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list price: $34.95
edition:Paperback
also available: Hardcover eBook
category: History
published: June 2019
ISBN:9780774861526
publisher: UBC Press

At the Bridge

James Teit and an Anthropology of Belonging

by Wendy Wickwire

tagged: post-confederation (1867-), cultural, indigenous studies
Description

At the Bridge chronicles the little-known story of James Teit, a prolific ethnographer who, from 1884 to 1922, worked with and advocated for the Indigenous peoples of British Columbia and the northwestern United States. From his base at Spences Bridge, BC, Teit forged a participant-based anthropology that was far ahead of its time. Whereas his contemporaries, including famed anthropologist Franz Boas, studied Indigenous peoples as members of “dying cultures,” Teit worked with them as members of living cultures resisting colonial influence over their lives and lands. Whether recording stories, mapping place-names, or participating in the chiefs’ fight for fair treatment, he made their objectives his own. With his allies, he produced copious, meticulous records; an army of anthropologists could not have achieved a fraction of what he achieved in his short life. Wickwire’s beautifully crafted narrative accords Teit the status he deserves, consolidating his place as a leading and innovative anthropologist in his own right.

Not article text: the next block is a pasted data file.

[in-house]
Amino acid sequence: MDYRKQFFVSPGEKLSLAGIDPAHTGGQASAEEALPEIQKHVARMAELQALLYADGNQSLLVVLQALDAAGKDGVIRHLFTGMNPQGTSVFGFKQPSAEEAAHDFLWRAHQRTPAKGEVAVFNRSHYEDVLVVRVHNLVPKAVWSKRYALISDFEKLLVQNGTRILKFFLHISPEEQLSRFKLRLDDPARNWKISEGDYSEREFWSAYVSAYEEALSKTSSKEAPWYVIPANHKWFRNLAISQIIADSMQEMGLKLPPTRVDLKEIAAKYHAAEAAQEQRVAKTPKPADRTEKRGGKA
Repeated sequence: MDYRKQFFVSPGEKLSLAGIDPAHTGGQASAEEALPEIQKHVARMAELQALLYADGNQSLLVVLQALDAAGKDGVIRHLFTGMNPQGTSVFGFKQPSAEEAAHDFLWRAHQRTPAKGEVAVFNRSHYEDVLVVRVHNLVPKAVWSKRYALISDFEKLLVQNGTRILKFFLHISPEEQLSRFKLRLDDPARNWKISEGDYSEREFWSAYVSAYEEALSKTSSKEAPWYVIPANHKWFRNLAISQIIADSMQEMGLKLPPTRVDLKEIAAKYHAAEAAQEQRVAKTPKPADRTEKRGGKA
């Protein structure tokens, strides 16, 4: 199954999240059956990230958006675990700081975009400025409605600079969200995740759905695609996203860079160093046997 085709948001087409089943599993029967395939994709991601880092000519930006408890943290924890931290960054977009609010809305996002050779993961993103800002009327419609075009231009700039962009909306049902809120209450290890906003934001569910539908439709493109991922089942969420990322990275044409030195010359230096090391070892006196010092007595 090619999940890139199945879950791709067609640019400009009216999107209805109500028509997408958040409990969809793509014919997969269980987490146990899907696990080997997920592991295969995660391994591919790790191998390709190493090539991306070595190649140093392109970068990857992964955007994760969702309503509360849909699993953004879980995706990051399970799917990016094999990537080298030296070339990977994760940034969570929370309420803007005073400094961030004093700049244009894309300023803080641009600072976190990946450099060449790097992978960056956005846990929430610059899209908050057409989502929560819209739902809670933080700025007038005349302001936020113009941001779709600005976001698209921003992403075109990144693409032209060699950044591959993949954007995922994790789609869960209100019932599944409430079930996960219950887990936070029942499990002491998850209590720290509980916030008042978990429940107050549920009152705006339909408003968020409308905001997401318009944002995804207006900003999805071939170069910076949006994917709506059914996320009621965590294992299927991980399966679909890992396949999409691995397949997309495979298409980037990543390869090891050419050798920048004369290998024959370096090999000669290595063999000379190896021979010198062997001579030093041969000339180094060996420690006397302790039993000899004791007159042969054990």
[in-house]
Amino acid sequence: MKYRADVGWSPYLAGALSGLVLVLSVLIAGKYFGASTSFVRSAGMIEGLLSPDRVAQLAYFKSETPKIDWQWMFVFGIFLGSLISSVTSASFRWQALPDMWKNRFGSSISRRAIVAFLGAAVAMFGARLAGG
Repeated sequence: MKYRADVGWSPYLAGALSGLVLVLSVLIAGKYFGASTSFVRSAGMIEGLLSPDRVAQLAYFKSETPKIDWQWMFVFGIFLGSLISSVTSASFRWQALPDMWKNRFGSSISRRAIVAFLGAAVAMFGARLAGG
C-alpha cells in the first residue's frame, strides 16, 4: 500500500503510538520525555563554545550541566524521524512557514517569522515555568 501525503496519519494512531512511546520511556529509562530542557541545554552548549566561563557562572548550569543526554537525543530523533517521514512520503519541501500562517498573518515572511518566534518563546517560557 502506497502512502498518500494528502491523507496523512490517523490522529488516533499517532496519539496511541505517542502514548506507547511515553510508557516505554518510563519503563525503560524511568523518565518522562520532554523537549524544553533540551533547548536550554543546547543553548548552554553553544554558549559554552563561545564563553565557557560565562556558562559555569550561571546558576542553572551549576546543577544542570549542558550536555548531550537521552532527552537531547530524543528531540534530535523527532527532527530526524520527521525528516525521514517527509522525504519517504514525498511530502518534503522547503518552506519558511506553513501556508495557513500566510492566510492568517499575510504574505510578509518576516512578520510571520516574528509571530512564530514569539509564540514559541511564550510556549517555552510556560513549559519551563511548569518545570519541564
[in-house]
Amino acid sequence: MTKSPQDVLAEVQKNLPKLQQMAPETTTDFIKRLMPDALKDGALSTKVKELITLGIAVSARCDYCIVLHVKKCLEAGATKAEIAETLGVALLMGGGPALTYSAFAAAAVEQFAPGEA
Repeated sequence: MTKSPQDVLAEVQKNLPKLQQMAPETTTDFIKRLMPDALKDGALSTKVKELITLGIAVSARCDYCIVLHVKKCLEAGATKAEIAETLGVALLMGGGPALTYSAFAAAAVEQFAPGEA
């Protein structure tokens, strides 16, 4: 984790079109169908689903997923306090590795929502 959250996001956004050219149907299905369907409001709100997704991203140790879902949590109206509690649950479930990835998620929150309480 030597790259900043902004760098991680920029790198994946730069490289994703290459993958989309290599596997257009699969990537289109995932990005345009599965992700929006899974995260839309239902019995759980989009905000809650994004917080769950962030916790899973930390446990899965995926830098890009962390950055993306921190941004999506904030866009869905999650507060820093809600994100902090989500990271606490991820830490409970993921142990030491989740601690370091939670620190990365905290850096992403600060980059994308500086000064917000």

About the Author

Wendy Wickwire

Contributor Notes

Wendy Wickwire is professor emerita in the Department of History at the University of Victoria. Her publications include Stein: The Way of the River (with Michael M’Gonigle), which won the Bill Duthie Booksellers’ Choice Award at the BC Book Awards; Nature Power: In the Spirit of an Okanagan Storyteller (with Harry Robinson), which won the Roderick Haig-Brown Prize for best regional book at the BC Book Awards; Write It On Your Heart: The Epic World of an Okanagan Storyteller (with Harry Robinson), which was shortlisted for the Roderick Haig-Brown Prize; and Living by Stories: A Journey of Landscape and Memory (with Harry Robinson).

Editorial Review

Wendy Wickwire’s groundbreaking historical investigation places James Teit as a key figure in early North American anthropology, but also as central to historical Indigenous rights activism in British Columbia.

— Julie Cruikshank, author of <EM>Do Glaciers Listen? Local Knowledge, Colonial Encounters and Social Imagination</EM>

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